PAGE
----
Mark Twain's Advice to Salespeople about Closing the Sale
The famous humorist went to church one Sunday and heard a missionary talk. In his report of the address, he lays convincing emphasis on the importance of knowing when to stop.
"He was the most eloquent orator I ever listened to," writes Mark Twain. "He painted the benighted condition of the heathen so clearly that my deepest passion was aroused. I resolved to break a lifelong habit and contribute a dollar to teach the gospel to my benighted brethren. As the speaker proceeded I decided to make it five dollars, and then ten. Finally I knew it to be my duty to give to the cause all the cash I had with me -- twenty dollars.”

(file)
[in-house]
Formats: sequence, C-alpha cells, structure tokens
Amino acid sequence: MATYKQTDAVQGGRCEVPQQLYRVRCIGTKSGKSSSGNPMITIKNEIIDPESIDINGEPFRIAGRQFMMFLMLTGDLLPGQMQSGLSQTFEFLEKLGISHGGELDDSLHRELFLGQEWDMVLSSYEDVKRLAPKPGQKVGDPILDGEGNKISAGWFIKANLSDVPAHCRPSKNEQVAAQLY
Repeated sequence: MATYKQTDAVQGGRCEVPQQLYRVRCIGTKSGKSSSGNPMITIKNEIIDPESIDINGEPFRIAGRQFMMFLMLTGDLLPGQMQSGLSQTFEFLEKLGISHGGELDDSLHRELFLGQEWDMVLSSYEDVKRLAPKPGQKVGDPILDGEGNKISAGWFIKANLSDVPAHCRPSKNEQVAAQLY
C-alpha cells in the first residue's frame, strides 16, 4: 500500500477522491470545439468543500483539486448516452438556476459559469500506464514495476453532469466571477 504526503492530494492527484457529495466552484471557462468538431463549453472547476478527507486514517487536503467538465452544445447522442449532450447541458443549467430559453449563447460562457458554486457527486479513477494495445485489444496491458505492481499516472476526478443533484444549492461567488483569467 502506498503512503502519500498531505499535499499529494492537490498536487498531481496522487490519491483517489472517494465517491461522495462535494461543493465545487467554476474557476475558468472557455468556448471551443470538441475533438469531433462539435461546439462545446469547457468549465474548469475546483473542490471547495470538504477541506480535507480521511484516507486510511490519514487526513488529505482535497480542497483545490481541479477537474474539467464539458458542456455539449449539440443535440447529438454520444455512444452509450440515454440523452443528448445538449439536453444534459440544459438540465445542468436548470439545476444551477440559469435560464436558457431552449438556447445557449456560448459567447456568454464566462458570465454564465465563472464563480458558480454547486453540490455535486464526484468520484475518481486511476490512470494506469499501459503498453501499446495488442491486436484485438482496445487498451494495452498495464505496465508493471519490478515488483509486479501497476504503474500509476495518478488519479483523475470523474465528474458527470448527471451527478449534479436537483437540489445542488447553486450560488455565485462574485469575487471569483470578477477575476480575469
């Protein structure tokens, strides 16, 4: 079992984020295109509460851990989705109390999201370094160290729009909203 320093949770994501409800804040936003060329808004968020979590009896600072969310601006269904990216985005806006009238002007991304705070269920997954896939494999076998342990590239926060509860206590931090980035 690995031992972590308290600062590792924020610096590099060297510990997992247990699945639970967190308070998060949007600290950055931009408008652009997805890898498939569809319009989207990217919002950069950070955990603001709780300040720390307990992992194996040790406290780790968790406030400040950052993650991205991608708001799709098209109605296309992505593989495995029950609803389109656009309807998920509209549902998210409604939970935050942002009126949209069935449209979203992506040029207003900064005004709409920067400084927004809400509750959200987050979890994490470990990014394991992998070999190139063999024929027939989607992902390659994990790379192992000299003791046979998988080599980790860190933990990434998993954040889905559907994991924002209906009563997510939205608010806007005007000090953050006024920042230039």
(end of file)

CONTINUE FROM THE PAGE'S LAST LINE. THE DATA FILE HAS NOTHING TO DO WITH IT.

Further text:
"The pleading of the orator wrought upon me still further and I decided not only to give all the cash I had with me, but to borrow twenty dollars from my friend who sat at my side.
That was the time to take up the collection. However, the speaker proceeded, and I finally dropped to sleep. When the usher awoke me with the collection plate, I not only refused to contribute, but am ashamed to state that I actually stole fifteen cents."
Good luck and good selling.
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